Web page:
But if things go according to plan for the Packers, it will be the defense that takes Favre’s place as the face of the team.
McCarthy wants to win with defense, and he appears to have the talent to do so. The Packers have a pair of veteran cornerbacks in Charles Woodson and Al Harris, a premier pass rusher in Aaron Kampman and a strong linebacking crew led by Nick Barnett.
“I think we’re going to be tough to run on, tough to pass on,” defensive tackle Ryan Pickett said. “I think we’ll be a top defense in the NFL.”
But the defense hasn’t looked particularly good in the preseason, and injuries -- a problem the Packers generally managed to steer clear of last season -- are mounting.
The Packers have been without Pickett and linebacker A.J. Hawk, and it is unclear whether either will be available for the Vikings game. Another defensive tackle, Justin Harrell, will miss at least six weeks because of an injury, and defensive tackle Johnny Jolly could face an NFL suspension because of a drug arrest.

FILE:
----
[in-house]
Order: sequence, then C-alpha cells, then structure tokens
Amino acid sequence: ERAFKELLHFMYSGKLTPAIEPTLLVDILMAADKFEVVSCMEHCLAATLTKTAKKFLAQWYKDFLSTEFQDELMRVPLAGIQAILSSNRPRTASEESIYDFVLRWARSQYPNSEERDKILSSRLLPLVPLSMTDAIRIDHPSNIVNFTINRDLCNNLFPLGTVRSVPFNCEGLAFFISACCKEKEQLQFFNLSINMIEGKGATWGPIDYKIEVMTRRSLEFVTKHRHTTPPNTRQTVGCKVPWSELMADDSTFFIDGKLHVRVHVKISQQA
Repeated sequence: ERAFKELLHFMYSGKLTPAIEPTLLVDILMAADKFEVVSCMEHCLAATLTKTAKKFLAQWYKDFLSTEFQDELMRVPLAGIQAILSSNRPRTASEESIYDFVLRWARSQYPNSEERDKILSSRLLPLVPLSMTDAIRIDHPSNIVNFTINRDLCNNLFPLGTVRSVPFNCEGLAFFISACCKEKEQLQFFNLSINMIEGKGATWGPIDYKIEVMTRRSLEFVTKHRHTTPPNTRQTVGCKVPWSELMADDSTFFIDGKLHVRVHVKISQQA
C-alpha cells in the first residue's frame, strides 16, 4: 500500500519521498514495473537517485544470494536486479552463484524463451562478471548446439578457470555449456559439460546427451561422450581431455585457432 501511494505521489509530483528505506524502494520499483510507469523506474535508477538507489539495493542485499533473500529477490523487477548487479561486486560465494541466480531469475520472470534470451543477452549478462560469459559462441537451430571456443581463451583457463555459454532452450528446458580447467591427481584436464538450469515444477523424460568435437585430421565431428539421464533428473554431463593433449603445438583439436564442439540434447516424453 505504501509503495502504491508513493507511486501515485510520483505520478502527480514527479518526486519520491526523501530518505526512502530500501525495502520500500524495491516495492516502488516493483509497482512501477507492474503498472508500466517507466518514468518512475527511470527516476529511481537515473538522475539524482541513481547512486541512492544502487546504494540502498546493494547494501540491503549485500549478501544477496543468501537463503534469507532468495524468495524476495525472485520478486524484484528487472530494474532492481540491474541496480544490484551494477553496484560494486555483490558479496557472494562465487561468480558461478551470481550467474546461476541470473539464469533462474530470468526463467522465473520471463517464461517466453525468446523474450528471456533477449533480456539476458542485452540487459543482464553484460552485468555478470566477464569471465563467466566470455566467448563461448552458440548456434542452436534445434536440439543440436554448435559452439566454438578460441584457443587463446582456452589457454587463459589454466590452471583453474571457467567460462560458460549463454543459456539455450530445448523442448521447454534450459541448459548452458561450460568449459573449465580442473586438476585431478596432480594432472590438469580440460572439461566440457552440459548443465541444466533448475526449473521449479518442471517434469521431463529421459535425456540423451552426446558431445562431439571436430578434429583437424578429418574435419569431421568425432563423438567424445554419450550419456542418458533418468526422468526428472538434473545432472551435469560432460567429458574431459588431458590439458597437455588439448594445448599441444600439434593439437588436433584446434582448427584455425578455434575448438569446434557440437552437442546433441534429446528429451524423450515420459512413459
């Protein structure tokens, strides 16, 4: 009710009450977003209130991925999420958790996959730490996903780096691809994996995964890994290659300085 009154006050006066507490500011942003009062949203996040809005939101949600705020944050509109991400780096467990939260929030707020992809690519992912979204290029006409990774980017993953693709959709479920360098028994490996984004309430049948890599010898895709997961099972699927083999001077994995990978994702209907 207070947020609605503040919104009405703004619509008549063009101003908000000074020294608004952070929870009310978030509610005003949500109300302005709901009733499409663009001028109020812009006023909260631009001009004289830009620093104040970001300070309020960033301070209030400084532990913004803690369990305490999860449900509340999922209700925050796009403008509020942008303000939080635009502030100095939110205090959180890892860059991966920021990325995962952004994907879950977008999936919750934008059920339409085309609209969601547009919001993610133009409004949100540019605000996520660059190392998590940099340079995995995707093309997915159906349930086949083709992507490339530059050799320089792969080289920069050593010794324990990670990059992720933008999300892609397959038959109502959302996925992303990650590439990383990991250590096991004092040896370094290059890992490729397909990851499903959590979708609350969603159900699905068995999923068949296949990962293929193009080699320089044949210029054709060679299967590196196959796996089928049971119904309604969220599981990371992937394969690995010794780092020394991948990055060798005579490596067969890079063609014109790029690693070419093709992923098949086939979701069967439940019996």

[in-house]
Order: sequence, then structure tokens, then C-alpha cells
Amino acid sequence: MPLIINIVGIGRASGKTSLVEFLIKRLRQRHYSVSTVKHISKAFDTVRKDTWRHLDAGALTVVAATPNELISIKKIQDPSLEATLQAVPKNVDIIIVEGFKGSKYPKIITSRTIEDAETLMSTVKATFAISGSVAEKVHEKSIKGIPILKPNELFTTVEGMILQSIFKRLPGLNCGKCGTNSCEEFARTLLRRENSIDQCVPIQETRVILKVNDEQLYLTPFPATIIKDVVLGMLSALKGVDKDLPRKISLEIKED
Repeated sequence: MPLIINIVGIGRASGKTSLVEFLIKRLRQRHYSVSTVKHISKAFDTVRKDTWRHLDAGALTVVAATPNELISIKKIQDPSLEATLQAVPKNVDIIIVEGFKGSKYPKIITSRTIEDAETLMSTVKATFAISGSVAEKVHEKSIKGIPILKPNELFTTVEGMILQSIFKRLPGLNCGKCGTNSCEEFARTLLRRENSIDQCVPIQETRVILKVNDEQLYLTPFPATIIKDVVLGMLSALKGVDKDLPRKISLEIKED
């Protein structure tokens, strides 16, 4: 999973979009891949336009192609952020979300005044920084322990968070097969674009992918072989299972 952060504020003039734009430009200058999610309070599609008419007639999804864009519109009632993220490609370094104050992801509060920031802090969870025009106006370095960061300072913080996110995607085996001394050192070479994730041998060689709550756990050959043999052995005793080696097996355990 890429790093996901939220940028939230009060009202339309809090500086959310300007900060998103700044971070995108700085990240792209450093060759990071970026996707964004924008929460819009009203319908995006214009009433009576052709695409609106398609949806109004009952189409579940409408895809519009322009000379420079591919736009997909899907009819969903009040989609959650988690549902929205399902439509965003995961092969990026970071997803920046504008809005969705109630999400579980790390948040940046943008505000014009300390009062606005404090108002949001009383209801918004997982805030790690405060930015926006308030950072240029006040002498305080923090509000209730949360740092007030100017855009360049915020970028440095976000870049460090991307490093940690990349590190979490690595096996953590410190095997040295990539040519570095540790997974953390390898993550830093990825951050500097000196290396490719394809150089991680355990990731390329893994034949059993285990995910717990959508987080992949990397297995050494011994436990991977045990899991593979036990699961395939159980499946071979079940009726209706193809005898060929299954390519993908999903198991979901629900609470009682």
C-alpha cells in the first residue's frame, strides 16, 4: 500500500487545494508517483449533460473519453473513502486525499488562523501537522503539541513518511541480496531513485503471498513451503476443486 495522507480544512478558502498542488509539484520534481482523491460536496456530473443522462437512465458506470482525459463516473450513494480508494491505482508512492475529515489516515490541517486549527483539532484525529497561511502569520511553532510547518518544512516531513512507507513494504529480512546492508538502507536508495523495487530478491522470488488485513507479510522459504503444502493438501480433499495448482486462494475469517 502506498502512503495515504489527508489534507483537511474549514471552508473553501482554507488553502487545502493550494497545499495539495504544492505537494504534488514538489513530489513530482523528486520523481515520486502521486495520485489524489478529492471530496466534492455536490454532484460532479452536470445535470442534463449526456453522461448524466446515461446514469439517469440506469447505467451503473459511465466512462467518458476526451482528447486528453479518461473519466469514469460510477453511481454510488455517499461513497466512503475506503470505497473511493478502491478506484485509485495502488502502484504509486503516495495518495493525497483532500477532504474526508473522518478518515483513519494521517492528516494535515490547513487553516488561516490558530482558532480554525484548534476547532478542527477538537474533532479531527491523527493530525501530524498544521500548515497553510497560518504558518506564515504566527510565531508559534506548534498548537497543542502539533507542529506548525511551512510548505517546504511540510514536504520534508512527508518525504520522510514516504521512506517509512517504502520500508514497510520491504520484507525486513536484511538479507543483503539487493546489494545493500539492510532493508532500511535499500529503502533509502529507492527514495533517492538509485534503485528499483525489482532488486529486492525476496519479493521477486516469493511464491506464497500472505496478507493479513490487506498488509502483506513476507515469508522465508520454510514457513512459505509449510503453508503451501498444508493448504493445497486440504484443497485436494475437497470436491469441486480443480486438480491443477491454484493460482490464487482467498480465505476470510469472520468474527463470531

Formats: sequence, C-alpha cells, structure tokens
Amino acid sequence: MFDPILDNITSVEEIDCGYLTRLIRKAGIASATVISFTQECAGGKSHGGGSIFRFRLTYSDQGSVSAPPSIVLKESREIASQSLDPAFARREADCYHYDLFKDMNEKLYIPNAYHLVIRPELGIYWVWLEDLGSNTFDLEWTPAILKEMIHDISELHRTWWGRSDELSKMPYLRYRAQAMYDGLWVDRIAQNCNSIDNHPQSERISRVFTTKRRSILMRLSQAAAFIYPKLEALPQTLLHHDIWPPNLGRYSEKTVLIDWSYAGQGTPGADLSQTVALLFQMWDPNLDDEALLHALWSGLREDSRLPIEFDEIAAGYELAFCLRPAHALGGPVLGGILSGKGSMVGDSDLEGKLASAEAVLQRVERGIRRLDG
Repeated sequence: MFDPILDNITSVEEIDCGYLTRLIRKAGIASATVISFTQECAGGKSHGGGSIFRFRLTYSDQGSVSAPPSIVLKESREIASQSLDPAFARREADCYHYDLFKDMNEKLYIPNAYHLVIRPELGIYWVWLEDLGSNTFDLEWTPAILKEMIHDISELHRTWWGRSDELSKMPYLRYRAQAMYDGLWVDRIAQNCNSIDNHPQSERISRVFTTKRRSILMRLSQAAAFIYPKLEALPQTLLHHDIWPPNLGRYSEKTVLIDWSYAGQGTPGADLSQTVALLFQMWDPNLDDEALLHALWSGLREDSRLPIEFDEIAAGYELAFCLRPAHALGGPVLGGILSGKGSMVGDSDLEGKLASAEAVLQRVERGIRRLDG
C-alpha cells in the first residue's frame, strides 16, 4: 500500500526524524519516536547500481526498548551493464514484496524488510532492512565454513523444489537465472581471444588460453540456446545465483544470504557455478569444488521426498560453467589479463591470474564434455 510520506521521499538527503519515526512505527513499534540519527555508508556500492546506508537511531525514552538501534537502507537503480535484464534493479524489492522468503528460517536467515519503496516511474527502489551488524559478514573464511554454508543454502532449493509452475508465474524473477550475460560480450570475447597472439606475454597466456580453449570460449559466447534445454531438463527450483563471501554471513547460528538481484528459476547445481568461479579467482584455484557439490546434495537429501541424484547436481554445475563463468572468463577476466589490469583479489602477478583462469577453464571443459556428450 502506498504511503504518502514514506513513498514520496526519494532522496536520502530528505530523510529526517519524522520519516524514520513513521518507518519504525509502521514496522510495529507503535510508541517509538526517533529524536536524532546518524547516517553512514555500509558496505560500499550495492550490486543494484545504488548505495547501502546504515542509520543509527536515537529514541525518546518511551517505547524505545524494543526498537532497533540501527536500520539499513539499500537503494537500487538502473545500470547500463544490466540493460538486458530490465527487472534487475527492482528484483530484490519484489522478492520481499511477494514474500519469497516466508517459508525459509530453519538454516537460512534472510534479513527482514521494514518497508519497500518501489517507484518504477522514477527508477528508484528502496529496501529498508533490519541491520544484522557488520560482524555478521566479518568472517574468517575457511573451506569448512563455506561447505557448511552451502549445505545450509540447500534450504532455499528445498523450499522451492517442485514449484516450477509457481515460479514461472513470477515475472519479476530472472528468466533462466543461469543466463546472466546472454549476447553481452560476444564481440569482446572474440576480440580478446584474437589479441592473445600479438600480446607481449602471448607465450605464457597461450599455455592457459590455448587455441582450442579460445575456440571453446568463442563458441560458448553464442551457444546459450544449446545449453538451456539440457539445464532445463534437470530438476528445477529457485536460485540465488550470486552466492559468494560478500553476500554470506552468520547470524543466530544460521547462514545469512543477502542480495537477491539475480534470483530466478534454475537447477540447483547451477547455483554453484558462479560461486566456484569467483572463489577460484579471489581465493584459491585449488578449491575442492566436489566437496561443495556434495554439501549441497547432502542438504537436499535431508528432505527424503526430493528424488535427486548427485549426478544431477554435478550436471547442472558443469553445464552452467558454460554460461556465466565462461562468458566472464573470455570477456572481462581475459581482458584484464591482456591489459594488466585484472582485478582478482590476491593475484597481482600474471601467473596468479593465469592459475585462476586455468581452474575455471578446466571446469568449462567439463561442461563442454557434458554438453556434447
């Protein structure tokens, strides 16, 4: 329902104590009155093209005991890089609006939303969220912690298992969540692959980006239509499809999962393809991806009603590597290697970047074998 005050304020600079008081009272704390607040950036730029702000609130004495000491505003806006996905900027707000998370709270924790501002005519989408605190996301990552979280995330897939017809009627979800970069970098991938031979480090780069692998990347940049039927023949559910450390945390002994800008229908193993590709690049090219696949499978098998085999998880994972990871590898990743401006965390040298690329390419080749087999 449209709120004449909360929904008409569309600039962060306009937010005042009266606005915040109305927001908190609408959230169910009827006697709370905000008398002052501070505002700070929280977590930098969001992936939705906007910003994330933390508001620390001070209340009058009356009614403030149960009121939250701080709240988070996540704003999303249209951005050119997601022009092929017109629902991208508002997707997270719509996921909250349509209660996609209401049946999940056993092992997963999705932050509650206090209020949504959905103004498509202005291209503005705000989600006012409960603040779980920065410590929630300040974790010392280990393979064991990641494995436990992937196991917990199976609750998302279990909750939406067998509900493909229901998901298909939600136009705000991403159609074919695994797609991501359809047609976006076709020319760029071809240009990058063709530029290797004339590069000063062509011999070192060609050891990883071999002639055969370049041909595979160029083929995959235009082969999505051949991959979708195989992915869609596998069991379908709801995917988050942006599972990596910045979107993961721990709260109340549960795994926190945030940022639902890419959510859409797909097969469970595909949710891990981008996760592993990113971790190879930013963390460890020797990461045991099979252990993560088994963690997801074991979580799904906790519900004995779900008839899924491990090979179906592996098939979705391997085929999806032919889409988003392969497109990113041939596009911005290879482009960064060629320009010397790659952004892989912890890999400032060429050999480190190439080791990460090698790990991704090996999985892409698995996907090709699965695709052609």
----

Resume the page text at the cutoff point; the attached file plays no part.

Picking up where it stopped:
But if the offense has to carry the load early on, there’s plenty of talent to fall back on.
Coaches are still sorting through options on the interior of their offensive line, a situation complicated by an injury to center Scott Wells.
But the Packers’ receivers led the league in making yards after the catch last season, and Grant emerged in the second half -- although he missed most of camp with a contract situation and tight hamstring.
And Rodgers appears to have earned their respect.
“I’m going to play my butt off for him because I know he’s genuine, he’s sincere, he’s a good person,” wide receiver Ruvell Martin said. “It’s taken him a long time to get to where he’s at right now. I’m just excited for him and happy for him.”